What We Listen For – Timbre, Richness, Tubey Magic and Freedom from Artificiality

More of Our Favorite Contemporary Jazz Recordings

More Barney Kessel

 

xxxxx

This Home Audio Exercise entry was inspired by the wonderful qualities of the Contemporary recording you see pictured, qualities brought to our attention while doing a shootout of various pressings of the album in early 2009. 

We addressed a number of issues in our commentary: first and foremost what we were listening for on the album (and what we were hearing). A bit of mono versus stereo (in this case both can be good). This is followed by some Audiophile Equipment bashing.

We highly recommend you make every effort to find yourself a copy of this album and use it to test your own equipment. The right pressing can be both a great Demo Disc and a great Test Disc.

Two of the best sounding jazz guitar records in the history of the world were made by Barney Kessel for Contemporary: this one, and Music To Listen To Barney Kessel By. (We have a fabulous mono copy on the site as I write this.) I used to have them both in my personal collection. [This was written many years ago when I actually had a personal collection. With 40,000 records in stock I don’t need a collection of my own anymore. Any record I might want to play is in stock, waiting to be shot out.]

Such a wonderful idea for an album. The melodies from Bizet’s Carmen are unforgettable and perfect fodder for jazz improvisation. Don’t think that this is just guitar and rhythm. This is a full band with lots of horns, clarinets of all kinds, bassoons, oboes, flutes, piano, vibes — the variety of sounds to be found on this album is practically unlimited. And with Roy DuNann’s engineering, you will never hear richer, fuller sound with more accurate timbers for all the instruments mentioned above. The guy was a genius. His recordings define High Fidelity for me. I know of none better.

Transparency Issues

The best Hot Stamper Original Yellow Label Mono pressings have the Tubey Magic we’ve come to expect from Contemporary circa 1958, with that warm, rich, full-bodied sound that RVG often struggles to understand. However, some pressings in our shootout managed to give us an extra level of transparency and ambience that most original pressings rarely do.

There’s a room around this drum kit. So many copies don’t show you that room, not if they have the full sound that a copy like this does. (It’s amazing all the detail you can hear in a leaned-out record, but what good is that? The sound is all leaned out! If you like that sound buy the OJC or the CD. Leave these wonderful originals to those of us who know the sound we’re after.)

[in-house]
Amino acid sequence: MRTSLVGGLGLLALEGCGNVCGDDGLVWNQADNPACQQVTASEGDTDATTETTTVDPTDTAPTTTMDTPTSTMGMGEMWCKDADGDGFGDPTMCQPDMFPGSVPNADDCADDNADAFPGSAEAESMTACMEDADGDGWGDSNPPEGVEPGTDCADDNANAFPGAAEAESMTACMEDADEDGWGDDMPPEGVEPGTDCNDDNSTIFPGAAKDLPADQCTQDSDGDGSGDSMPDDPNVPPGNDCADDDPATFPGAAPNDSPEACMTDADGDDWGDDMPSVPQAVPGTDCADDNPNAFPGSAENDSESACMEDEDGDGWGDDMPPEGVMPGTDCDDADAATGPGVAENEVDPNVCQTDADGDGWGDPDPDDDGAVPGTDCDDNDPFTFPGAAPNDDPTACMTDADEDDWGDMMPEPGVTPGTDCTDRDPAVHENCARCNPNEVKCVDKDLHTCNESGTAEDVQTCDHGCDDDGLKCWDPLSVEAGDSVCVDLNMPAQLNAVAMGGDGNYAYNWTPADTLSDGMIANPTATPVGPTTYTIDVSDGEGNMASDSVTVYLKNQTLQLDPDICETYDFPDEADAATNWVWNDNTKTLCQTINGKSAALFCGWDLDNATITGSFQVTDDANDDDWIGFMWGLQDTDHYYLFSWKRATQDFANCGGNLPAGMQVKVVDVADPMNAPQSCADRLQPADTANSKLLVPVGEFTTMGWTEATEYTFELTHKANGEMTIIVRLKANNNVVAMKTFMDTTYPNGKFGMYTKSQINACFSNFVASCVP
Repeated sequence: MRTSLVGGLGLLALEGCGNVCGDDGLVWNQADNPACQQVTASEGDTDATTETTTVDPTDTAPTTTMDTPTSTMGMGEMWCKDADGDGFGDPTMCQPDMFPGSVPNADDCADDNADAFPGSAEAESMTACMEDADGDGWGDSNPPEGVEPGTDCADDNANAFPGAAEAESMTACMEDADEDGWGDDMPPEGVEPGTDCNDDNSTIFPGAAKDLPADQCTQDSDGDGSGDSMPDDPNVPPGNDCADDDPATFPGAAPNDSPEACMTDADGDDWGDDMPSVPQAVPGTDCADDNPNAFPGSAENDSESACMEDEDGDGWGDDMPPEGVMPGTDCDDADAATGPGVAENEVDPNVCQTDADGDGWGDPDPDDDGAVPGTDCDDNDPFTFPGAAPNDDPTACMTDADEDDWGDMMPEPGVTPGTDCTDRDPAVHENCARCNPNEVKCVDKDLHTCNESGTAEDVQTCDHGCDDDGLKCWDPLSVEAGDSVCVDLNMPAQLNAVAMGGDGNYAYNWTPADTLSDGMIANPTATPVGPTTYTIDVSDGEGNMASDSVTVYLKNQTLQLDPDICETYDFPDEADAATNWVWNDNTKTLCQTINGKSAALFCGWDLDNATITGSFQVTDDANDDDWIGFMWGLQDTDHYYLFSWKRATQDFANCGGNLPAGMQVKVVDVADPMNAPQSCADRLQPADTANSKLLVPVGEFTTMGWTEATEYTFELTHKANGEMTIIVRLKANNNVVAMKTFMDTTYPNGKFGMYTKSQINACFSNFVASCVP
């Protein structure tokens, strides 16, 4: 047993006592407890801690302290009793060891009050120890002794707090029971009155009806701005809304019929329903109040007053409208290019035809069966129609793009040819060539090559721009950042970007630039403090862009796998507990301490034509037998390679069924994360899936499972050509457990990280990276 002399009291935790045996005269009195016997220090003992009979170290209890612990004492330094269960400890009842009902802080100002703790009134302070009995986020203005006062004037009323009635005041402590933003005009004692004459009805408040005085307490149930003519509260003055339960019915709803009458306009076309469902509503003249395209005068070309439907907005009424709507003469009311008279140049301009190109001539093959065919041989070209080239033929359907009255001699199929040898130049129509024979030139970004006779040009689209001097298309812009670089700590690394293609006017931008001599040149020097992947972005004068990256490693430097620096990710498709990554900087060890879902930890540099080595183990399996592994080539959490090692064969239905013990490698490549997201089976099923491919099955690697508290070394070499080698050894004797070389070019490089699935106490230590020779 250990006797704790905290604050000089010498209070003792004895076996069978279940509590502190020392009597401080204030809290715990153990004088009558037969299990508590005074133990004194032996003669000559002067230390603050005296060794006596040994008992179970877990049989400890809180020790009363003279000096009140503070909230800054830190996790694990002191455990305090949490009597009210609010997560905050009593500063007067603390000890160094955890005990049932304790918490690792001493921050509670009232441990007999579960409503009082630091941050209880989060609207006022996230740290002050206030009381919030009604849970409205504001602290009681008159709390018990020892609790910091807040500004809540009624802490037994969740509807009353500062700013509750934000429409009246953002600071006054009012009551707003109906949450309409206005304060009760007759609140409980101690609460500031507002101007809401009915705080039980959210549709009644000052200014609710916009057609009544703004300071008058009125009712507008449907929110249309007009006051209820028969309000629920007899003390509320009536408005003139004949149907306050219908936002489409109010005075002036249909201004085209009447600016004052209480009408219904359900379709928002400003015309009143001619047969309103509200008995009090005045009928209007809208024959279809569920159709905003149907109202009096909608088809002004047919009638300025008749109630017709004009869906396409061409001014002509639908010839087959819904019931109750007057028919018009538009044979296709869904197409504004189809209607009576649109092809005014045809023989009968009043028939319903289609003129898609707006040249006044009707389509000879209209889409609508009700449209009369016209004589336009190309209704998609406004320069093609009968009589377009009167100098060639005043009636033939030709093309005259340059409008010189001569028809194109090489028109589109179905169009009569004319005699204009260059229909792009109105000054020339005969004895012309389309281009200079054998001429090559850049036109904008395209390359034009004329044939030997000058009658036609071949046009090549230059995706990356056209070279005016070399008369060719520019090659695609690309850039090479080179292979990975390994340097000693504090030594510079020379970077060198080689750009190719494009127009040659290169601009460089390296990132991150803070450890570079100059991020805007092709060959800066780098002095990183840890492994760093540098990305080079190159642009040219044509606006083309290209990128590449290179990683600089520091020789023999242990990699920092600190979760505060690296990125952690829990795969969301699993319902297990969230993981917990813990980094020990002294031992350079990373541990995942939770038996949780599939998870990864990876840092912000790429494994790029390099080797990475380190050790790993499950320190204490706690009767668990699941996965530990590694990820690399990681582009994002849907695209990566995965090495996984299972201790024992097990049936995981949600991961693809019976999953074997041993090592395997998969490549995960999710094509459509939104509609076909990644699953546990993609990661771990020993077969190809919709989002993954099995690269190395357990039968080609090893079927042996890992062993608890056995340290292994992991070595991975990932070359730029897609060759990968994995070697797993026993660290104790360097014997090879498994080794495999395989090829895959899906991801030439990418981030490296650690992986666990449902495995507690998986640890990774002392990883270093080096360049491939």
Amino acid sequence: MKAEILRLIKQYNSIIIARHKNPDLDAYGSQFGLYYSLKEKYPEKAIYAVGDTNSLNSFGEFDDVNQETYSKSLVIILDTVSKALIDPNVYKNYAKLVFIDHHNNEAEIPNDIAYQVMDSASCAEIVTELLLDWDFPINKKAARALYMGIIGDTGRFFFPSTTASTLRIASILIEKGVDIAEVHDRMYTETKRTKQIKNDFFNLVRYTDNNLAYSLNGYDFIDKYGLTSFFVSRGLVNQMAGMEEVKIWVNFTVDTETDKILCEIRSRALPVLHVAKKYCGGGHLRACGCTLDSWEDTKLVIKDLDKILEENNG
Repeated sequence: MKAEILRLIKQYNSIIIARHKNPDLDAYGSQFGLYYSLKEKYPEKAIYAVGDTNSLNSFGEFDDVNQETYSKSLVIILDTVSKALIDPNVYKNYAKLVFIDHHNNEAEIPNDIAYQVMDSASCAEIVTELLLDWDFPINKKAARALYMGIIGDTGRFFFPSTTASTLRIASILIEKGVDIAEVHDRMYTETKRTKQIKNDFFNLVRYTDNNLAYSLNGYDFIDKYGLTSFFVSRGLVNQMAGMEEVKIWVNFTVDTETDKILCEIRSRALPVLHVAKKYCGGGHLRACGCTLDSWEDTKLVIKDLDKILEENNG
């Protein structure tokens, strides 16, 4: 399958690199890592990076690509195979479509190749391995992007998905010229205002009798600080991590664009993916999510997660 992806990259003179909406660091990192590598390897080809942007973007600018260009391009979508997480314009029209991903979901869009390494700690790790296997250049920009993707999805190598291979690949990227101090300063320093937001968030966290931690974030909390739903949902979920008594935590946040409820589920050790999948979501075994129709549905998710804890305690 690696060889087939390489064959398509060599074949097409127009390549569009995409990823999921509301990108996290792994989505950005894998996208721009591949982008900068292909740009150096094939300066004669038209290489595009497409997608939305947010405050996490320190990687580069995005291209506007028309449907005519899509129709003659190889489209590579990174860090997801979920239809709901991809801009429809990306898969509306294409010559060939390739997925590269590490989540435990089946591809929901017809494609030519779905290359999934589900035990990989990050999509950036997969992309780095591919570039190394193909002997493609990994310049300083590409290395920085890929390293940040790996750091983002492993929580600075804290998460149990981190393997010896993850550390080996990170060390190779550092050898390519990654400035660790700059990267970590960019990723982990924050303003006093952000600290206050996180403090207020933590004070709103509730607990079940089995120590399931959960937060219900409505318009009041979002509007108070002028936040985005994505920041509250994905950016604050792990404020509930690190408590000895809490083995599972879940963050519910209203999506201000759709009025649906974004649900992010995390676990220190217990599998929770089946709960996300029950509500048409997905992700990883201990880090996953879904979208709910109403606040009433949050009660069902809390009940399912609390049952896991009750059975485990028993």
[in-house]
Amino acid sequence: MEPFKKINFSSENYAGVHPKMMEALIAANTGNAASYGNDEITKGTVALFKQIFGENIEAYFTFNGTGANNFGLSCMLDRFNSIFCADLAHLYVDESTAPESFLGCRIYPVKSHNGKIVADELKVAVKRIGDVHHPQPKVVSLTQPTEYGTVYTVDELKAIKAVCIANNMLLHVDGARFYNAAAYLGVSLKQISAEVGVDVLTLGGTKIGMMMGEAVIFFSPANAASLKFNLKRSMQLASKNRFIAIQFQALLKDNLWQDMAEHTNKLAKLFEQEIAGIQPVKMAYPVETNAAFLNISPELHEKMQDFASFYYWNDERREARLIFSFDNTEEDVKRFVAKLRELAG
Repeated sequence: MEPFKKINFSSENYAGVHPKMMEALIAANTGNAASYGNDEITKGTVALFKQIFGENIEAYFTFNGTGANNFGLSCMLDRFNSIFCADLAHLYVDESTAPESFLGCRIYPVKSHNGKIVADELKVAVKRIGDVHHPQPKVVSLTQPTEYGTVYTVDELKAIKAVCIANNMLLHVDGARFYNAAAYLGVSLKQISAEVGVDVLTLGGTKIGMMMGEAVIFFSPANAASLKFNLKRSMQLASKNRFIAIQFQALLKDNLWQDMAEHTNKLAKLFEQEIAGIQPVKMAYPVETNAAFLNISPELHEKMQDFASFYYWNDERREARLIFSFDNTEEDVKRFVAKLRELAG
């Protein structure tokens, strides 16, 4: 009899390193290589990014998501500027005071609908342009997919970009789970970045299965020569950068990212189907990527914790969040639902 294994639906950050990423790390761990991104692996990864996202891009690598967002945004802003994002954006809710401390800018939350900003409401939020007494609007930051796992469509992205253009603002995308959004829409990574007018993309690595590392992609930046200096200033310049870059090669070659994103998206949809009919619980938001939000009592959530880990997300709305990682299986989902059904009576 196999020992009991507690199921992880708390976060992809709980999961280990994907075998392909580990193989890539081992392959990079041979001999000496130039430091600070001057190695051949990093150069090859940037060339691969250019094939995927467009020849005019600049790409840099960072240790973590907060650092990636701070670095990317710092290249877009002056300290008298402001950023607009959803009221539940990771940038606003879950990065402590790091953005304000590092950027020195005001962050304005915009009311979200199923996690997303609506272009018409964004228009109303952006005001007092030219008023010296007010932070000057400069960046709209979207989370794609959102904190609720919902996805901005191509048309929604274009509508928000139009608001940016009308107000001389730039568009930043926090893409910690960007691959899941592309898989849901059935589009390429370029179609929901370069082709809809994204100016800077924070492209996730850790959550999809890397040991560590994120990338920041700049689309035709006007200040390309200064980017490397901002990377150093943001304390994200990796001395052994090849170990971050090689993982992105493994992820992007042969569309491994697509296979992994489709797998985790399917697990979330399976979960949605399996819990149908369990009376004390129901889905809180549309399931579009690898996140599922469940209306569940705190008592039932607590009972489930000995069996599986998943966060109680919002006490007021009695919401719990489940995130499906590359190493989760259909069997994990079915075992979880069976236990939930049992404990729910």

Mono Versus Stereo

The best sound is usually found on side two and here there is an interesting story. I have the stereo version of this record, and on the opening track of side two there’s a lot of punchy drum work that sounds better on this mono pressing than it does on the stereo version. I’ve run into this situation before: sometimes mono cuttings just have a punchy bottom end that you don’t find on the stereo copies.

(I had the OJC pressing of this record years ago and couldn’t get in to the music. The OJC’s tend to be a bit on the thin side and it killed my enjoyment of this album.)

The Sound We Love

For those of you who appreciate the sound that Roy DuNann (and Howard Holzer on other sessions) were able to achieve in the ’50s at Contemporary Records, this LP is a Must-Own (unless you already have it, which is doubtful considering how hard it is to find a copy in clean condition). Their stuff just doesn’t get any better than this. Tubey magic, richness, sweetness, dead-on timbres from top to bottom — this is a textbook example of Contemporary sound at its best.

From an audiophile point of view, how can you beat a Roy DuNann recording of so many instruments? It’s audiophile heaven. The sound is gorgeous, all tube, live-to-two-track direct from the Contemporary studio.

Talk About Timbre

Man, when you play a Hot Stamper copy of an amazing recording such as this, the timbre of the instruments is so spot-on it makes all the hard work and money you’ve put into your stereo more than pay off. To paraphrase The Hollies, you get paid back with interest. If you hear anything funny in the mids and highs of this record, don’t blame the record. (This is the kind of record that shows up audiophile BS equipment for what it is: Audiophile BS. If you are checking for richness, tubey-magic and freedom from artificiality, I can’t think of a better test disc. It has loads of the first two and none of the last.)

Warning: Stereo Editorial Follows

The same is true for audio equipment as I’m sure you’ve experienced first-hand. Some stereos can just bore you to tears with their dead-as-a-doornail sound and freedom from dynamic contrasts. Other stereos are overly-detailed and fatiguing; they wear out their welcome pretty quickly with their hyped-up extremes. As Goldilocks will gladly tell you, some stereos are just right; they have the uncanny ability to get out of the way of the music. Some equipment doesn’t call attention to itself, and that tends to be the kind of equipment we prefer around here at Better Records. After thirty five years in this hobby I’ve had my share of both. 90+% of the stuff I hear around town makes me appreciate what I have at home. I’m sure you feel the same way.

Instruments Used on This Album

Guitar
Flute
Alto Flute
Oboe
Clarinet
Trombone
Saxophones
Bassoon
Bass Clarinet
Piano
Bass
Drums